Genetically determined mixture information can be used as a surrogate for physical or behavioral characteristics in epidemiological studies examining research questions related to socially stigmatized behaviors and horizontally transmitted infections. A new measure, the probability of mixture discrimination (P MD), was developed to aid mixture analysis that estimates the ability to differentiate single from multiple genomes in biological mixtures. Four autosomal short tandem repeats (STRs) were identified, genotyped and evaluated in African American, European American, Hispanic, and Chinese individuals to estimate P MD. Theoretical P MD frameworks were also developed for autosomal and sex-linked (X and Y) STR markers in potential male/male, male/female and female/female mixtures. Autosomal STRs genetically determine the presence of multiple genomes in mixture samples of unknown genders with more power than the apparently simpler X and Y chromosome STRs. Evaluation of four autosomal STR loci enables the detection of mixtures of DNA from multiple sources with above 99% probability in all four racial/ethnic populations. The genetic-based approach has applications in epidemiology that provide viable alternatives to survey-based study designs. The analysis of genes as biomarkers can be used as a gold standard for validating measurements from self-reported behaviors that tend to be sensitive or socially stigmatizing, such as those involving sex and drugs.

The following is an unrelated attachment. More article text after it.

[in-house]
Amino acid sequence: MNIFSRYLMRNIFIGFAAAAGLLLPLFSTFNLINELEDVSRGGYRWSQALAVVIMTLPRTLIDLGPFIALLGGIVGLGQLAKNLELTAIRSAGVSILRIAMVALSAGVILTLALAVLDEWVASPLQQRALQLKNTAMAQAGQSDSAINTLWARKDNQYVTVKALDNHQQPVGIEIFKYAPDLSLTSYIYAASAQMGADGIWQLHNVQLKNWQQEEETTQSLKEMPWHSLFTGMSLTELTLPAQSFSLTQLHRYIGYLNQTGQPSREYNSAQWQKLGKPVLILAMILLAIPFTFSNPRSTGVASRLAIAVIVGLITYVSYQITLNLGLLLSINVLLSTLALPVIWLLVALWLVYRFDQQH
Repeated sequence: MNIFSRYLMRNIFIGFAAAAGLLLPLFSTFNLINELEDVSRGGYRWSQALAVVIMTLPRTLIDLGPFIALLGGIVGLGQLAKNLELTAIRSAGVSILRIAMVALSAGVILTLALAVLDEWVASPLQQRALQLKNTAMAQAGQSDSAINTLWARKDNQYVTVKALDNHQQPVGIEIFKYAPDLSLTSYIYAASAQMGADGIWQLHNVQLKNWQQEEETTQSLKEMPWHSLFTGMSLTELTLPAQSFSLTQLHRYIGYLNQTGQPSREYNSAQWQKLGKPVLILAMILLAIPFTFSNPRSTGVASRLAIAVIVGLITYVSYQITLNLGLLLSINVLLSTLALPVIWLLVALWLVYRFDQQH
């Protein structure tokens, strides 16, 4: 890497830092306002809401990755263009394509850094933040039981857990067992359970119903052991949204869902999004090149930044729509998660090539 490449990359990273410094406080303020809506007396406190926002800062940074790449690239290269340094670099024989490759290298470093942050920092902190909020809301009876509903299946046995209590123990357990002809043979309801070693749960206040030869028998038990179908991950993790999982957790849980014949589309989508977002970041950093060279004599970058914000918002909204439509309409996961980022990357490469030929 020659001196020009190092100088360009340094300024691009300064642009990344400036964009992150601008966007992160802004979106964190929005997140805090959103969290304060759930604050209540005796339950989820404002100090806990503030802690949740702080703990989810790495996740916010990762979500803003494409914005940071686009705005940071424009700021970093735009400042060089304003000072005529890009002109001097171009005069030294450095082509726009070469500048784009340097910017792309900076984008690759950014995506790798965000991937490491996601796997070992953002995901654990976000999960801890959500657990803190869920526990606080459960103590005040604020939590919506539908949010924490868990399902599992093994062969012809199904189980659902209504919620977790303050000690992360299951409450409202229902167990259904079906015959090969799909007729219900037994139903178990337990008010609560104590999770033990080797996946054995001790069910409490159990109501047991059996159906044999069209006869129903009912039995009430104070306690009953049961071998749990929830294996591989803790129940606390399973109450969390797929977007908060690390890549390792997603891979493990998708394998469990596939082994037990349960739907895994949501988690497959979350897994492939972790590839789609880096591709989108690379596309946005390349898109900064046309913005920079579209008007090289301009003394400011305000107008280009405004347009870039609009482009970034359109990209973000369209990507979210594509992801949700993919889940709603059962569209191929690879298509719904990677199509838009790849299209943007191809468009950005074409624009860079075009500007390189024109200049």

- Biological Mixtures
- Genetic Biomarkers
- Probability of Mixture Determination
- Short Tandem Repeats
ASJC Scopus subject areas